Many authors skip doing competitive research for their but that’s a mistake. Doing your research helps you figure out what categories you can be competitive in, and whether your book cover, title, and keywords are right for your audience. Here are the tools that can help.
Reminder: This consumer’s guide is a companion reference to the Self-Publishing Boot Camp Guide for Authors, 4th Edition, which provides step-by-step instructions on how to create, publish, distribute, and market, and sell your book.
IN ALPHABETICAL ORDER
Amazon Advanced Search
Amazon Advanced Search is where you do your competitive research. Find books like yours that have been published recently, figure out what your cover needs to look like, narrow down the best categories for your book, find keywords that work, and see how bestselling book descriptions and author bios are structured,
Book Review Targeter
Book Review Targeter can help you do research and get book reviews. See its full description in the Book Reviews section.
Google Adwords Keyword Planner
Google Adwords’ keyword planner is a really good research tool to figure out what keywords you should use when uploading your book for distribution. You’ll need a Google account to use it.
Start by searching words or phrases related to your book. You’ll see how often keywords are searched and how their search volume changes over time. You’ll probably want to choose low- to- medium competition keywords. Narrow is better. Your book may get lost in a high-competition search term.
Google Cloud Vision
Get insights about your images pretrained API models or easily train custom vision models. It quickly classifies images into thousands of categories (such as, “sailboat”), detects individual objects and faces within images, and reads printed words contained within images. You can build metadata on your image catalog, moderate offensive content, or enable new marketing scenarios through image sentiment analysis.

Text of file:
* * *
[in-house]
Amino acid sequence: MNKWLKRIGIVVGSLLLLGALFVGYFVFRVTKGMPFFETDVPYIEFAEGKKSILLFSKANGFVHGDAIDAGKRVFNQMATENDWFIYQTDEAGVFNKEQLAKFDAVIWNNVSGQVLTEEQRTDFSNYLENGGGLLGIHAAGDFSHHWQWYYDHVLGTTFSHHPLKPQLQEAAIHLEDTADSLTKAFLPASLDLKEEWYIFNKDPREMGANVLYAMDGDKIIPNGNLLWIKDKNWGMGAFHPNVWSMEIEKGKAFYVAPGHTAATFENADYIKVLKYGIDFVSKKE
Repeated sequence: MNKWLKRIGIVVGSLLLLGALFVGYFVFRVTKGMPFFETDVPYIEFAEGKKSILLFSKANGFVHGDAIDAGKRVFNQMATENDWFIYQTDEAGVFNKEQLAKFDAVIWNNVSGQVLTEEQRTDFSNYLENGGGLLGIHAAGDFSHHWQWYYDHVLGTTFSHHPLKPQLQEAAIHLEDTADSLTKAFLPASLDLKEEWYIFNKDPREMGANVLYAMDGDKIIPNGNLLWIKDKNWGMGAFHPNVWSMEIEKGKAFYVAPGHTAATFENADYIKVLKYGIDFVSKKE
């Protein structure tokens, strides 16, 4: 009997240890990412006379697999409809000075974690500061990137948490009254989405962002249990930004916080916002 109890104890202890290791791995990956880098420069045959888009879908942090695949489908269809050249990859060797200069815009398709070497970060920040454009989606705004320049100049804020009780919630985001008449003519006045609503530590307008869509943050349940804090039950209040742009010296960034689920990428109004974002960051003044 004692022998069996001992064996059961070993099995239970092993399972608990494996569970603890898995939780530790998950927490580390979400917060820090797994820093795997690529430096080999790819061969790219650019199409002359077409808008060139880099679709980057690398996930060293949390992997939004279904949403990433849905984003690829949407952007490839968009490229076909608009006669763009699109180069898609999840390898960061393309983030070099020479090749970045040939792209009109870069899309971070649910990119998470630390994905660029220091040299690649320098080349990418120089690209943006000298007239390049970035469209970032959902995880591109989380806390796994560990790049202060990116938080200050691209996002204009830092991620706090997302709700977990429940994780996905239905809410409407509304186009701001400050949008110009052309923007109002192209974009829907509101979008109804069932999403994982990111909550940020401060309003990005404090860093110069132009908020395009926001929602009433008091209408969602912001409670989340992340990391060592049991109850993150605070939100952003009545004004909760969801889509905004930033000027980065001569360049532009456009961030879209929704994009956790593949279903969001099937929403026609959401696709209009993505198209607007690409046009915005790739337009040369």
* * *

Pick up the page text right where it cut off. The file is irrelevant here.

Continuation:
KDP Rocket is a $97 desktop application for Mac and Windows PCs that helps you find Kindle keywords that readers type into the Amazon search engine to find the books they’re looking for. It’s a valuable tool for competitive analysis showing you lots of information: how many times customers type in a keyword, the ranking of other books with that keyword, and how many books are competing for the keyword. You’ll be able to find your potential competitors along with the reviews, book cover, and earnings. For Mac and Windows computers. $97 desktop application.
Kindle Spy is a $47 browser extension that helps you figure out what Amazon Kindle categories you should choose for your book. See what books like yours are using and what categories are too popular (saturated with so many books that yours will get lost) and which you can actually compete in. Because BISAC codes are similar to Amazon categories it can help you choose these wisely, too.
Pickfu for Surveys
Pickfu helps you get unbiased (not from your friends and family) feedback before you publish on your book cover, titles, graphics, marketing copies, even your book idea, by creating a poll. It’s easy to set up, they bring the responders, and you can slice and dice responses by age, gender, ethnicity, income, and education. Costs about $20/poll or discounted for bulk.
Other survey tools include:
Yasiv.com is a free tool created by Amazon that provides visual mapping of purchases made by Amazon customers. Start by searching for a book like yours to see a map of other books that readers have bought. This tool really helps you understand how people are searching on Amazon for books in your category.
How to market your book
The Self-Publishing Boot Camp courses will help you with every aspect of self-publishing. Marketing starts at the very beginning in the Self-Publishing Freedom course, with building your platform and finding your readers. Then when your book is done, your fans will help you market, as you’ll learn in the Marketing and PR course.